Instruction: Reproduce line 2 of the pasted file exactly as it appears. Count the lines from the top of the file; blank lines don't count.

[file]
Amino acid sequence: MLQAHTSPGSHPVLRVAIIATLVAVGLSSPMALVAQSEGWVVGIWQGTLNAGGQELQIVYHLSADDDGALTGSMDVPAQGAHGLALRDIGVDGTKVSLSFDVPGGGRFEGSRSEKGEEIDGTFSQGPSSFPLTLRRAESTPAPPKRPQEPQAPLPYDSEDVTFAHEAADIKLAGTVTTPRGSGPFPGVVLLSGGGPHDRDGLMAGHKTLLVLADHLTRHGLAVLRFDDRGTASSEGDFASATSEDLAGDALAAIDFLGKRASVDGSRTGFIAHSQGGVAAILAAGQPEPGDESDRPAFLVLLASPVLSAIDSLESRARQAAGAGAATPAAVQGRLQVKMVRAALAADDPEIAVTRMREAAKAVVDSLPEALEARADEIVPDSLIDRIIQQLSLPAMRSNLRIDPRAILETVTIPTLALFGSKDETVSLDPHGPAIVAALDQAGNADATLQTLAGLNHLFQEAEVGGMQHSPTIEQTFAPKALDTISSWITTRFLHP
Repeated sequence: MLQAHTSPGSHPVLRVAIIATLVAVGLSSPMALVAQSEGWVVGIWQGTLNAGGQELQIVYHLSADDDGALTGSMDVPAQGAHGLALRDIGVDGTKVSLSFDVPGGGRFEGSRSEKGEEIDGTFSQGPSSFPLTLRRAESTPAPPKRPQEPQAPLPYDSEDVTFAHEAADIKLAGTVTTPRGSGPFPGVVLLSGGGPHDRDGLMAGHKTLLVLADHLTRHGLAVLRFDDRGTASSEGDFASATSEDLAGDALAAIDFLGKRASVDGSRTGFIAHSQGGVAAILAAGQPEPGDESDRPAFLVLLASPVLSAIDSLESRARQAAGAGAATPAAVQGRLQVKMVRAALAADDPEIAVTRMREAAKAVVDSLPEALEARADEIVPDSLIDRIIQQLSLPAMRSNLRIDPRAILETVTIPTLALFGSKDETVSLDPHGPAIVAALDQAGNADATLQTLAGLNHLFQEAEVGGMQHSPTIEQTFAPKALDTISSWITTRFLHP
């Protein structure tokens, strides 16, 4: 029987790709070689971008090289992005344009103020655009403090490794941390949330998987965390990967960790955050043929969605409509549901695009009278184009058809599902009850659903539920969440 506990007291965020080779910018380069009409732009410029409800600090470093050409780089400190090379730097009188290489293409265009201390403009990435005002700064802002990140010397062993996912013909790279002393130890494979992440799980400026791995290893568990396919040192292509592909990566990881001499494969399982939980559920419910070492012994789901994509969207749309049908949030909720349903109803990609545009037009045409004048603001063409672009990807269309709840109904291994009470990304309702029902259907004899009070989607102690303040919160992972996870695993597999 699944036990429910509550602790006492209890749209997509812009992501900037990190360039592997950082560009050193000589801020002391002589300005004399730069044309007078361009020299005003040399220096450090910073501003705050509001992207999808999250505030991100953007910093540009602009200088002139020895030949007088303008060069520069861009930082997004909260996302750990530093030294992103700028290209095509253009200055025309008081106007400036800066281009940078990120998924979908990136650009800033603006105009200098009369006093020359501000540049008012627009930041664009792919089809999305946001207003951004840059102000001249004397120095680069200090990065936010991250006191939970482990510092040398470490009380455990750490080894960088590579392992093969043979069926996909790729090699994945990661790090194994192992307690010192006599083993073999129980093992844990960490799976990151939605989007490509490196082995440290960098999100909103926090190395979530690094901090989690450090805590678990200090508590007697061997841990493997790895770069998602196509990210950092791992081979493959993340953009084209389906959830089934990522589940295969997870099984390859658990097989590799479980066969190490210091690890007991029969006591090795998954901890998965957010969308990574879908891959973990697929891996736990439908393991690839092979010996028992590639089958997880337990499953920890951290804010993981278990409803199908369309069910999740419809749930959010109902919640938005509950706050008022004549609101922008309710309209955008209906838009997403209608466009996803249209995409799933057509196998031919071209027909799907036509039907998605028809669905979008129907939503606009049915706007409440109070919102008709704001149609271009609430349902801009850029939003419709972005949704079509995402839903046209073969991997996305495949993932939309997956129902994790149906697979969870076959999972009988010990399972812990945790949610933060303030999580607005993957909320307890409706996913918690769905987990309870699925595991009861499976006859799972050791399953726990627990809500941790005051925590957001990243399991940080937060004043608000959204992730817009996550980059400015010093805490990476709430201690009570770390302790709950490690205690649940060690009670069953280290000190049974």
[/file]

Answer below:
Repeated sequence: MLQAHTSPGSHPVLRVAIIATLVAVGLSSPMALVAQSEGWVVGIWQGTLNAGGQELQIVYHLSADDDGALTGSMDVPAQGAHGLALRDIGVDGTKVSLSFDVPGGGRFEGSRSEKGEEIDGTFSQGPSSFPLTLRRAESTPAPPKRPQEPQAPLPYDSEDVTFAHEAADIKLAGTVTTPRGSGPFPGVVLLSGGGPHDRDGLMAGHKTLLVLADHLTRHGLAVLRFDDRGTASSEGDFASATSEDLAGDALAAIDFLGKRASVDGSRTGFIAHSQGGVAAILAAGQPEPGDESDRPAFLVLLASPVLSAIDSLESRARQAAGAGAATPAAVQGRLQVKMVRAALAADDPEIAVTRMREAAKAVVDSLPEALEARADEIVPDSLIDRIIQQLSLPAMRSNLRIDPRAILETVTIPTLALFGSKDETVSLDPHGPAIVAALDQAGNADATLQTLAGLNHLFQEAEVGGMQHSPTIEQTFAPKALDTISSWITTRFLHP